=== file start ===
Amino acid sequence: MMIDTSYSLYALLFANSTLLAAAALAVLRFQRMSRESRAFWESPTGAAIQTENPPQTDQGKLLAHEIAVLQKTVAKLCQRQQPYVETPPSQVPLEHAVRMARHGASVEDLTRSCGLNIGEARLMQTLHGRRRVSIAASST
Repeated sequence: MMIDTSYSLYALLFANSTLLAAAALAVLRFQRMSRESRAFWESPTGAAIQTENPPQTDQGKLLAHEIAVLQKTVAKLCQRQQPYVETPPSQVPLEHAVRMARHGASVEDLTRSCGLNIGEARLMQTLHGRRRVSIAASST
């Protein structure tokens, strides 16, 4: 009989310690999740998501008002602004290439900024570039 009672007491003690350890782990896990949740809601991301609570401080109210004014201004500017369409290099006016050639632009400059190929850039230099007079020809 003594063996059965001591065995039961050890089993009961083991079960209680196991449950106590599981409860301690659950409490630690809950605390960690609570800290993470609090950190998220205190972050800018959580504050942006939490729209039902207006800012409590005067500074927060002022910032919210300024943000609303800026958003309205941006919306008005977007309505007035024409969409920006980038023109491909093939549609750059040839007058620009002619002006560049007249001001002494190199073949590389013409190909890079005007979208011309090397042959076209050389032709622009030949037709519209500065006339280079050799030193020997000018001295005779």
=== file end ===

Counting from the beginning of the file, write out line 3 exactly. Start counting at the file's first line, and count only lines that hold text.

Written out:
């Protein structure tokens, strides 16, 4: 009989310690999740998501008002602004290439900024570039 009672007491003690350890782990896990949740809601991301609570401080109210004014201004500017369409290099006016050639632009400059190929850039230099007079020809 003594063996059965001591065995039961050890089993009961083991079960209680196991449950106590599981409860301690659950409490630690809950605390960690609570800290993470609090950190998220205190972050800018959580504050942006939490729209039902207006800012409590005067500074927060002022910032919210300024943000609303800026958003309205941006919306008005977007309505007035024409969409920006980038023109491909093939549609750059040839007058620009002619002006560049007249001001002494190199073949590389013409190909890079005007979208011309090397042959076209050389032709622009030949037709519209500065006339280079050799030193020997000018001295005779």